Prior to the pandemic, we settled a commercial foreclosure action for $6,425,000.00. It was a seller-financed transaction, meaning that the buyer “borrowed” the money from the seller to purchase the property (no money was actually exchanged) and gave the seller a mortgage and signed a promissory note. No bank was involved. We never represent banks. … Read more
In response to overwhelming demand and a lack of attorneys who handle foreclosure appeals (let alone quiet title appeals), we have been handling foreclosure and quiet title appeals for the past two years. More information about our appellate practice will follow in future posts. If you need immediate legal advice, please contact this office for … Read more
With the emergency Order closing the NYS Courts to all but a very limited number of truly essential matters, our resources have been freed to help in a crucial legal battle literally involving the rights of inmates to live or die when (not if) the government acknowledges that the coronavirus has filled New York’s prison … Read more
We lost a client to coronavirus on Friday. He was a good man, a pharmacist who continued working despite the risk to himself from interacting with sick patients. He left behind a wonderful family. Obviously they are devastated. Last week his daughter told me that he was hospitalized and on oxygen, and seemed to be … Read more
A homeowner should consult with an experienced foreclosure defense attorney right after receiving foreclosure papers. The earliest stages of the case are the most crucial times to assert and preserve a homeowner’s legal rights for the remainder of the case. It is far more difficult for a foreclosure defense attorney to repair a “damaged” case than to handle the case correctly from the beginning.
An extremely small percentage of homeowners win foreclosure cases and keep their homes through sheer luck. The other winners are usually represented by experienced foreclosure defense attorneys.
In every foreclosure action, the foreclosing bank must have standing to foreclose. A bank only has standing to foreclose if it is the owner of the mortgage loan on the date that the foreclosure action is filed. If the homeowner’s attorney asserts lack of standing to foreclose as a defense in the Answer to the foreclosure complaint, the bank must prove that it has standing to foreclose. If the bank cannot prove that it has standing, the foreclosure action should be dismissed.
Six years after a mortgage is accelerated, the time to file a mortgage foreclosure action expires (with occasional exceptions). If the bank has not won a judgment of foreclosure and no mortgage foreclosure action is currently pending, the homeowner may file a quiet title action to discharge (remove) the mortgage lien from the property. When a homeowner wins quiet title, the property can be sold without paying the mortgage debt. The homeowner keeps the sales proceeds instead of the bank. Debt Inversion accomplished.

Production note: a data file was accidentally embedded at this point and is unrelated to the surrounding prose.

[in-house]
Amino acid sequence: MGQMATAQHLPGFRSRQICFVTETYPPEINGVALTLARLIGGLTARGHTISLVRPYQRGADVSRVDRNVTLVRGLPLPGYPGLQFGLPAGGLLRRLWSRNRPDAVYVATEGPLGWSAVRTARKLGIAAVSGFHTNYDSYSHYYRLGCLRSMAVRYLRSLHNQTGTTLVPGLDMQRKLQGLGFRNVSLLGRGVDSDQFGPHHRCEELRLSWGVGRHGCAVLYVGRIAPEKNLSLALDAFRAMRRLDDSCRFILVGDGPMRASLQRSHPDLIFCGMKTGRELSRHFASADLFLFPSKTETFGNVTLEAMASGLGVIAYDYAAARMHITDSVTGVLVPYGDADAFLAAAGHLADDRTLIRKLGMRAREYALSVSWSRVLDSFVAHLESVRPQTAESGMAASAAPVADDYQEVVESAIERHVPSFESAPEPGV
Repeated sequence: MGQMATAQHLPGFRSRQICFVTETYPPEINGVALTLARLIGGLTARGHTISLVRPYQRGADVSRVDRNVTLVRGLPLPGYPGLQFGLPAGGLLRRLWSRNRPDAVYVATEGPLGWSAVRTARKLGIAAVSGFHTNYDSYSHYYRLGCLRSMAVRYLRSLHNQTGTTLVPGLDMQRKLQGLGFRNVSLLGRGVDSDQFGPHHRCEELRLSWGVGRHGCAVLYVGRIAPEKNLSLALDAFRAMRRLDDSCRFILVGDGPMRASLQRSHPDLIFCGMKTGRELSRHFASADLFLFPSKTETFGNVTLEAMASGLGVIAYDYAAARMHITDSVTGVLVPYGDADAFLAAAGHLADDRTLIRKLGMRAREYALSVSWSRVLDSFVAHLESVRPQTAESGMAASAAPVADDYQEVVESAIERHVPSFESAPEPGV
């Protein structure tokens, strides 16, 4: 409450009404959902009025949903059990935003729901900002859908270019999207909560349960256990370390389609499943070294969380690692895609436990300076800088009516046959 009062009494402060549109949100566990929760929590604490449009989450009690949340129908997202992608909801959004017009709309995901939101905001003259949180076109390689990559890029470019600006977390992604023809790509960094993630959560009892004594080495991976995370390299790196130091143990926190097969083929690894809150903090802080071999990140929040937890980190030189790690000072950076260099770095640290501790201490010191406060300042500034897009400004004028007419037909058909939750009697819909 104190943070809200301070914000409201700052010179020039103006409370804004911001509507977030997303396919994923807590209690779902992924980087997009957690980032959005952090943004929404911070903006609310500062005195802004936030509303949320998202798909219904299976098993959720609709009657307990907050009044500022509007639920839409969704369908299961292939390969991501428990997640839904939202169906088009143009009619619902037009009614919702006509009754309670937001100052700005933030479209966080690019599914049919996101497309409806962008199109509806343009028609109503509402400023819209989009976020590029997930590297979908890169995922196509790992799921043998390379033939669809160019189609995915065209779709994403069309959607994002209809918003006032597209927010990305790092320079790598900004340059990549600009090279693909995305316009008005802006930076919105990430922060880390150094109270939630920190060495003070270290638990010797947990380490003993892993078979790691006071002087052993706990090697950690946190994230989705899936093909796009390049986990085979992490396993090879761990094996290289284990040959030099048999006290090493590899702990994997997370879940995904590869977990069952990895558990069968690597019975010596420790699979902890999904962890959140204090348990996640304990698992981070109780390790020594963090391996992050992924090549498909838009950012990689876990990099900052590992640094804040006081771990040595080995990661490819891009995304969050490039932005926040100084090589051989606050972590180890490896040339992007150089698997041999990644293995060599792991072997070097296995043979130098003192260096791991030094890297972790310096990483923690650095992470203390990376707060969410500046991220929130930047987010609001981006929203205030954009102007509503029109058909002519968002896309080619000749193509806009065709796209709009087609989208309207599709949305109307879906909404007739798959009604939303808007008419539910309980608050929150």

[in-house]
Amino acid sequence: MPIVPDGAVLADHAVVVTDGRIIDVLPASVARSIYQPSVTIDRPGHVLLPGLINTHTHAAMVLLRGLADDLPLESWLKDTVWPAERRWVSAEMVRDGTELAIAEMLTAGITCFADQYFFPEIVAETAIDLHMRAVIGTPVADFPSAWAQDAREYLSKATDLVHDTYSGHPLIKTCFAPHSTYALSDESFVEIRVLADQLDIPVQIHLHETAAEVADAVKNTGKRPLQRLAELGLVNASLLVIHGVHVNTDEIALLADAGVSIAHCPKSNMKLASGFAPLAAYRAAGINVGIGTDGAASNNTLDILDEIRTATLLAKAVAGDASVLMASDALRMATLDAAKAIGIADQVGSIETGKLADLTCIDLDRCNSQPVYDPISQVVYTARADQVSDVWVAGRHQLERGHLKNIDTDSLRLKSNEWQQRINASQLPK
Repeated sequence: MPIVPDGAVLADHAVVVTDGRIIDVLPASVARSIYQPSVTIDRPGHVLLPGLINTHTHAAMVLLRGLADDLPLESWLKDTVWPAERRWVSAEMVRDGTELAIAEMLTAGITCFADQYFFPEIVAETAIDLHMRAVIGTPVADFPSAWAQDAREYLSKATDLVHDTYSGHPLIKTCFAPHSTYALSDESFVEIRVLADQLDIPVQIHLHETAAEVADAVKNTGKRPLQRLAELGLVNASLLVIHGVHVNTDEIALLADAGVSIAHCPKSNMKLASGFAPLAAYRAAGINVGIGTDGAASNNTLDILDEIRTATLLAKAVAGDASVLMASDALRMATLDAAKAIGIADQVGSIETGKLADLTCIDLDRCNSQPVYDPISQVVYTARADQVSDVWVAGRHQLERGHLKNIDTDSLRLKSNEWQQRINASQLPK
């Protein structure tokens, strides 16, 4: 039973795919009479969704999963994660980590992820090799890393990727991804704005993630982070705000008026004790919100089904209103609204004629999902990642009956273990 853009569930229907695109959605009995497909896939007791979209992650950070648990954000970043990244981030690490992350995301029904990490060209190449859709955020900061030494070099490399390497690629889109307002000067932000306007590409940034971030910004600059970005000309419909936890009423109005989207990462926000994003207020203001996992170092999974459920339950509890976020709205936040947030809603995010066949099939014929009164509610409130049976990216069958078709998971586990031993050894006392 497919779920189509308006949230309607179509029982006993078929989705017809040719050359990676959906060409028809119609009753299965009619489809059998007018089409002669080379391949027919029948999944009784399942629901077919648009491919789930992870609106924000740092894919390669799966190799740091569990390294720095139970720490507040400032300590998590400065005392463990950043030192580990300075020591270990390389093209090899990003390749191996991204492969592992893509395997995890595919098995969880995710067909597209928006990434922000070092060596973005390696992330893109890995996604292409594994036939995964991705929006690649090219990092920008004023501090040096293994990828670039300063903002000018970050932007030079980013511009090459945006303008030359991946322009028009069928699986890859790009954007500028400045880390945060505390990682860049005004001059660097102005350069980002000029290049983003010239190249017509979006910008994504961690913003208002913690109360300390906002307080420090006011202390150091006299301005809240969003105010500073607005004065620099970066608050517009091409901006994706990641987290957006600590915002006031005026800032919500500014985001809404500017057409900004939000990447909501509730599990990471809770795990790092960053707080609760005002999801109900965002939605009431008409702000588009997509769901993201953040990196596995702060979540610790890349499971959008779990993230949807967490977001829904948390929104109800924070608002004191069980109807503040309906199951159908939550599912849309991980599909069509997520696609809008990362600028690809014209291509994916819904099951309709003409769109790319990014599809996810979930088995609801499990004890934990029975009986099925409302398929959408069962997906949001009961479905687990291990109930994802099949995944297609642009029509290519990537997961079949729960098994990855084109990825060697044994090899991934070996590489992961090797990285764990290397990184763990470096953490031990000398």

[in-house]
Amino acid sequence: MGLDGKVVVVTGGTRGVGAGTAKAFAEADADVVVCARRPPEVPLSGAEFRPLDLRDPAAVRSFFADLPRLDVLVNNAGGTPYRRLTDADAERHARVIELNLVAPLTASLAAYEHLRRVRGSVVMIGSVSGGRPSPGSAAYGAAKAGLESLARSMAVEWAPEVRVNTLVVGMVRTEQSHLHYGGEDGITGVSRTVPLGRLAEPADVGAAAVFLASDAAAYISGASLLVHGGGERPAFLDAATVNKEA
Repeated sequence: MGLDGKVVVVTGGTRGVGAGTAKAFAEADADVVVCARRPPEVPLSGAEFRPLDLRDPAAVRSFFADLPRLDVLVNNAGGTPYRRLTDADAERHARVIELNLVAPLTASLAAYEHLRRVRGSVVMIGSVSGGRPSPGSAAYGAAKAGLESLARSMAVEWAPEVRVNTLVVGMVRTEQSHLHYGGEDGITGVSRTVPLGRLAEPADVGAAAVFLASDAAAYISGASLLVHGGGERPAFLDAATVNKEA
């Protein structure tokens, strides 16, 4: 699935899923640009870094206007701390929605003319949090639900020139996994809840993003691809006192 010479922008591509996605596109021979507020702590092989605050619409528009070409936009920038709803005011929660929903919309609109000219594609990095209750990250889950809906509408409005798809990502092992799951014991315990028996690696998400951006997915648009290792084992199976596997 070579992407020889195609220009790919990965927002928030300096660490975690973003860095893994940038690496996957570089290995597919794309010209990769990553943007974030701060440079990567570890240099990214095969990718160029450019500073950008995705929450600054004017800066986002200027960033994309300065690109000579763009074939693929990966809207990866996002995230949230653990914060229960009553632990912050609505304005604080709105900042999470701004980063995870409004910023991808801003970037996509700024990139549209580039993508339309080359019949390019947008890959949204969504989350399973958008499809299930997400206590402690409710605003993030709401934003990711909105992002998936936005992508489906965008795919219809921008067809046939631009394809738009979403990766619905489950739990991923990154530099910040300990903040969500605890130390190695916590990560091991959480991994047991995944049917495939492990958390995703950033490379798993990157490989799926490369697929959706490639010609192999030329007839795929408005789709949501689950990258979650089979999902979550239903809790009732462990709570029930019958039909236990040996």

In a motion for summary judgment, the foreclosing bank must establish all facts necessary to prove its foreclosure claim and disprove all of the homeowner’s defenses and counterclaims through admissible evidence. The “admissible evidence” submitted by the bank normally includes an affidavit from an employee of the current mortgage loan servicer (not the foreclosing bank) that would be inadmissible at a trial where live testimony is required.
Deutsche Bank’s attorneys made a motion for summary judgment requesting the right to foreclose upon Mr. Codio’s home. The Court denied the motion because Deutsche Bank had failed to prove ownership of Mr. Codio’s mortgage loan, citing forgery of Mr. Codio’s signature and initials on the fake note. The Court’s full decision is attached.
Unless the homeowner’s attorney includes an “affirmative defense” in the Answer to the Foreclosure Complaint stating that the action is barred by the applicable statute of limitations, the statute of limitations defense is lost and the bank can foreclose upon the property even though it started the foreclosure action too late.
A mortgage loan servicer is nothing more than a debt collector, and speaking with debt collectors can only hurt you. When dealing with collectors, it is important not to seem interested in resolving the debt. If you seem interested, they conclude that you have something to lose and focus on you. You want to make a debt collector think you are broke and don’t care what happens. This causes them to conclude they are barking up the wrong tree and to leave you alone. Nothing works better than refusing to speak to them.
Whenever possible, we have our client present when we inspect the alleged original promissory note because the client is the only person in the conference room who saw the original note when it was signed and initialed at the bottom of each page. Clients can easily tell if their own signatures and initials have been forged and they can spot differences between the original document they signed and the document being presented.
The other day a reporter named Natalie Wolcholver from LifesLittleMysteries.com called me out of the blue and asked whether a person could be sued for $1 million dollars for slapping someone. We ended up having an interesting conversation.